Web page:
St. Paul’s Heart Centre has psychologists and social workers who offer individual and group services.
- Psychology Services
Psychological concerns such as stress, anger, and depression are very common, but they can have a direct and indirect impact on heart health and recovery from a heart attack. Research is clear that not only do these factors make it harder to follow a heart-healthy lifestyle (such as diet and exercise advice), they can also affect blood pressure and cholesterol levels. People with depression have an increased chance of dying from heart disease, and can have a significantly slower recovery from surgery.
We also know that supporting someone who is having health problems can be stressful and affect mood. Three heart clinics at St. Paul’s have psychologists who offer individual and group services to increase awareness of the importance of psychological wellbeing, and to teach skills for better coping. If you are a patient in the Heart Transplant Program or the PACH Clinic, speak to your doctor or nurse to find out if you are able to access psychological services.
There are also some excellent resources available on-line that provide general information and practical strategies for making changes and coping better. The psychologists at St. Paul’s have prepared four short documents:
There are many other excellent free resources prepared by credible experts, including:
Positive Coping With Health Conditions: This workbook covers several topics including Managing Worry, Problem Solving, Managing Depressive Thinking, and a downloadable relaxation recording.
Antidepression Skills Workbook: A downloadable workbook available in English, French, Punjabi, and Chinese, and an audio book available in English.
Anxietybc.com: A website packed with resources, worksheets, and suggestions for people struggling with anxiety. It also includes an entire section for youth, and numerous resources for parents.
Sometimes talking to someone can be very helpful. To find a registered psychologist in British Columbia, please go to The College of Psychologists ‘Find a Practitioner’ site. You may also locate a psychologist via the BC Psychological Association referral site. You can also find services through your employer’s Employee and Family Assistance Program or through your family physician for additional suggestions.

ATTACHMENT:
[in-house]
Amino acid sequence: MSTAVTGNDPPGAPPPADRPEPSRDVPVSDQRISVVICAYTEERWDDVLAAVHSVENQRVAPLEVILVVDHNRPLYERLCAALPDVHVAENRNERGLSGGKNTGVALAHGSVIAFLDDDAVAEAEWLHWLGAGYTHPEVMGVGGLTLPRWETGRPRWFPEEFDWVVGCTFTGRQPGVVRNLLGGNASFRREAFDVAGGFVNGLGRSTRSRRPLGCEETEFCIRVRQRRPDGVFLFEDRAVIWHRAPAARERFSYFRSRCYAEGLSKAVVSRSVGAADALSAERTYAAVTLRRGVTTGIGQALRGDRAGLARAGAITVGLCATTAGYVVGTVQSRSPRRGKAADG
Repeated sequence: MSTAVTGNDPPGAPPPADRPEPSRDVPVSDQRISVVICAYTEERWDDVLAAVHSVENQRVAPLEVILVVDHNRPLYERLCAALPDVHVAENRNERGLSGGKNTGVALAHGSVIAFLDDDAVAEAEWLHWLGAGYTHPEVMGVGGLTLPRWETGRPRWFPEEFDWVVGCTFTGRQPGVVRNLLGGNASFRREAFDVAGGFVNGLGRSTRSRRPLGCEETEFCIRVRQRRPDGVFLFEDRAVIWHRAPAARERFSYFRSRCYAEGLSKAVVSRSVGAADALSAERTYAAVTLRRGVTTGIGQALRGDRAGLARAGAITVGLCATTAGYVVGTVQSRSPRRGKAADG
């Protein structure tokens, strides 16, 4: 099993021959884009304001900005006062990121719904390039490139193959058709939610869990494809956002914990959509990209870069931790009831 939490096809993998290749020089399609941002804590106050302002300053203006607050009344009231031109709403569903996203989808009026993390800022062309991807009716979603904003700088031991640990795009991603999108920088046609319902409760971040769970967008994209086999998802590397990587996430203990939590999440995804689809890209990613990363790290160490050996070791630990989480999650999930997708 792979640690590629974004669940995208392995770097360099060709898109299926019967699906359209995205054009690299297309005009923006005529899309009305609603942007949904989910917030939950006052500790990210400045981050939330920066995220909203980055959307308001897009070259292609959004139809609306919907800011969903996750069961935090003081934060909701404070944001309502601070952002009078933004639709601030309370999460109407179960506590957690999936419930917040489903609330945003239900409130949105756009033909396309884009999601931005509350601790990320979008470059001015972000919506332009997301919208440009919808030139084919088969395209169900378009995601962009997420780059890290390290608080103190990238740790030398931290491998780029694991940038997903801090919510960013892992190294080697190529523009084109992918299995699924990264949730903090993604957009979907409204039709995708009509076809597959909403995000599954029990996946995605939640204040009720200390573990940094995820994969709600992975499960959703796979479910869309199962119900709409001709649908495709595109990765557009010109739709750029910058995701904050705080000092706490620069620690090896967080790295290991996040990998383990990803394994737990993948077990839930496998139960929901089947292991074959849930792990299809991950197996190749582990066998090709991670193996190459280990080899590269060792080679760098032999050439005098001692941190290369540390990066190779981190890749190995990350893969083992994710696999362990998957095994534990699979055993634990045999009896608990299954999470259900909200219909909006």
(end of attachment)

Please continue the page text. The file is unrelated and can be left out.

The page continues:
Dr. Colleen Cannon PhD, R.Psych. Heart Transplant Program, Cardiac Rehab Program
Dr. Sarah Cockell, PhD, R.Psych. Pacific Adult Congenital Heart Program
Dr. Quincy Young, PhD, R.Psych. Heart Transplant Program
- Social Work
Social workers provide a supportive, confidential place for individuals, families and caregivers to voice concerns and deal with the many issues that can arise when you or a loved one is ill, disabled or hospitalized. Understanding and navigating the health care system can be stressful. Social workers provide support, expertise and advocacy to help guide patients and families through these challenges.
The social worker has a wide range of responsibilities. As part of the care team in the Cardiac Intensive Care Unit (CICU), Cardiac Surgery Intensive Care Unit (CSICU) and all cardiac areas, they can provide emotional support and crisis counselling to help families cope with a life-threatening situation. The social worker ensures that your loved one’s needs are at the centre of their care and will help facilitate communication between patients, family members and the care team. If your loved one is unable to speak for themselves, the social worker can support you to express what they would want and support you to make decisions on their behalf. The social worker also gives practical assistance to identify and access a range of community resources to meet you or your loved ones’ needs.
Social workers in the Heart Centre can prepare patients for discharge by assessing their need for community-based services or helping to facilitate the transition between hospital and home or another care setting.